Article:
The Invesco Perpetual Fine – our thoughts:
The Link with Risk ManagementCompliance and Brand Reputation
By now most people in the financial markets know that Invesco Perpetual have been fined £18.6m (with a 30% discount for agreeing to settle early) by the Financial Conduct Authority for breaching investment limits and introducing leverage into funds. The three equity funds lost a combined £5.3m between them. There are a number of interesting points raised in this case. The first is that these breaches happened quite a long time ago and over a protracted period of time – May 2008 and Nov 2012. (It appears to have taken an inordinate amount of time to bring this matter to a conclusion – why so long?) Secondly the fine is a multiple of the losses; however one of the issues raised was the introduction of leverage into the funds thus breaching compliance rules (and failure to disclose the risks adequately in the KIID). In a rising market – and it generally was – the funds could just as easily have made money. The issue that was being addressed here is breaching rules where the possibility of causing higher losses is greater as a result of the breaches – per the FCA website: “These losses could, however, have been greater”. Of course gains or losses due to breaches of investment limits are asymmetric for the fund manager – the investor keeps the gains but the fund manager (or administrator) must compensate the fund for losses. It should be noted that the funds were allowed to use derivatives however the manager had not clearly informed investors of the risks associated with the use of derivatives.[1] Lastly, it is clear that the regulators are determined to prove the point that the cost of not having appropriate controls in place is going to be far greater than the cost of having them.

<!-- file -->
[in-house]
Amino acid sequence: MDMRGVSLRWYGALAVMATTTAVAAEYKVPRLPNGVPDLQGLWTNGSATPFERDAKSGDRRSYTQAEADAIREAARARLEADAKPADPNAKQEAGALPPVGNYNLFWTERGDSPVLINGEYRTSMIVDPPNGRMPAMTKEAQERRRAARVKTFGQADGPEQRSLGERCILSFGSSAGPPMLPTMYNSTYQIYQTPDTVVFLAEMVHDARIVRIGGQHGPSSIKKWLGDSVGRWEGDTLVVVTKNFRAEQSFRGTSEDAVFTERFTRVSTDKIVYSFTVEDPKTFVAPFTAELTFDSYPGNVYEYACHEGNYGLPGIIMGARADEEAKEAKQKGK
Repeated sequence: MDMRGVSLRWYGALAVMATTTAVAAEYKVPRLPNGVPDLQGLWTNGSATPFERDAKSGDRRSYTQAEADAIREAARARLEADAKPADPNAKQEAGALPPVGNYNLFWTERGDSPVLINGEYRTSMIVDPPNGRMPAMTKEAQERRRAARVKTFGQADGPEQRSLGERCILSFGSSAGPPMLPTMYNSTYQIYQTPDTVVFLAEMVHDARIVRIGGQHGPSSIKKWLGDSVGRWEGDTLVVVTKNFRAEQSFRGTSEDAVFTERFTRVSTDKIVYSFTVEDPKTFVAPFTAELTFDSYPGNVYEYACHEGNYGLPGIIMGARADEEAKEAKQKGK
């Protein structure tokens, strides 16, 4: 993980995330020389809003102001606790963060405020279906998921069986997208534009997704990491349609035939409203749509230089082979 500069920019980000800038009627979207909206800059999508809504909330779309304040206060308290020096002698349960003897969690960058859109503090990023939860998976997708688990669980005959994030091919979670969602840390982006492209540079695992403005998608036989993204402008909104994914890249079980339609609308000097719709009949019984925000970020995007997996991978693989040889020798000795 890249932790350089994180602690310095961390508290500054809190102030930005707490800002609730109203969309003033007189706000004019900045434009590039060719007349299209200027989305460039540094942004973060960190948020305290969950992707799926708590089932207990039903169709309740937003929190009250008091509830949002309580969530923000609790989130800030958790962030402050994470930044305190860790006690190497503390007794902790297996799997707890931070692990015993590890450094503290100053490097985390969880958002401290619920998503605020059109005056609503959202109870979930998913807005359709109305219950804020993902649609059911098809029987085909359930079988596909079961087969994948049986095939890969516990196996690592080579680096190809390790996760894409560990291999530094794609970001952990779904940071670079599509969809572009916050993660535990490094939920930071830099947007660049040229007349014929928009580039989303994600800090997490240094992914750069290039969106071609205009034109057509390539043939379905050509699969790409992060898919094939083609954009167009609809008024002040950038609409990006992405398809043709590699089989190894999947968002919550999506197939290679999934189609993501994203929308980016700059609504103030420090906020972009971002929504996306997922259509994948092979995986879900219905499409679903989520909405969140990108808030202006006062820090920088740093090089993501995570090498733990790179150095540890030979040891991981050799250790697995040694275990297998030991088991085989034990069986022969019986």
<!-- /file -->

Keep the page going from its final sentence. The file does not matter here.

So what does this mean for investment managers and their risk controls? Well the obvious point is that the regulators are upping their game in a big way and the associated fines can be very large. In short the cost of non-compliance can far outweigh the cost of compliance. It would be very interesting to see the total spent on risk management and compliance inside a large investment manager such as Invesco Perpetual. Our guess is it would be a fraction of the £18.6m fine. However this likely pales into insignificance compared to the reputational damage caused to Invesco’s brand. These are the newspaper headlines CEO’s dread. How many people will now decide not to invest further with Invesco Perpetual? How many will now decide to move their money altogether? So it is clear to see there is a high correlation between poor risk managementcompliance and brand reputation. In extremis if your risk management is ineffective you may be out of business irrespective of market conditions or investment performance

  1. [1] The FCA principles for business. Invesco breached principle seven (firms should communicate in a way that is clear, fair and not misleading) and principle three (firms should have appropriate systems and controls in place).


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